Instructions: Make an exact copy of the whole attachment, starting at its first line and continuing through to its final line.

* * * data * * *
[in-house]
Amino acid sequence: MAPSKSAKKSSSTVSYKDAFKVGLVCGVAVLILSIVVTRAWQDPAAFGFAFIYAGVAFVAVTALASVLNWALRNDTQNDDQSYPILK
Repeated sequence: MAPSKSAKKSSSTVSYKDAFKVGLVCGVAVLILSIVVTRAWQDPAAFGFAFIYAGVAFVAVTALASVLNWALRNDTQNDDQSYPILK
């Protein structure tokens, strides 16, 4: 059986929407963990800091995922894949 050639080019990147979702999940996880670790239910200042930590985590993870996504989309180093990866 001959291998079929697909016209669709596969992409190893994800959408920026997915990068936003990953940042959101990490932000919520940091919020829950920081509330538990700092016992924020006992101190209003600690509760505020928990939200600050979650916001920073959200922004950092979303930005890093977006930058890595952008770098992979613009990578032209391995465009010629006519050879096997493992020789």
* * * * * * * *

[in-house]
Amino acid sequence: MAPSKSAKKSSSTVSYKDAFKVGLVCGVAVLILSIVVTRAWQDPAAFGFAFIYAGVAFVAVTALASVLNWALRNDTQNDDQSYPILK
Repeated sequence: MAPSKSAKKSSSTVSYKDAFKVGLVCGVAVLILSIVVTRAWQDPAAFGFAFIYAGVAFVAVTALASVLNWALRNDTQNDDQSYPILK
């Protein structure tokens, strides 16, 4: 059986929407963990800091995922894949 050639080019990147979702999940996880670790239910200042930590985590993870996504989309180093990866 001959291998079929697909016209669709596969992409190893994800959408920026997915990068936003990953940042959101990490932000919520940091919020829950920081509330538990700092016992924020006992101190209003600690509760505020928990939200600050979650916001920073959200922004950092979303930005890093977006930058890595952008770098992979613009990578032209391995465009010629006519050879096997493992020789």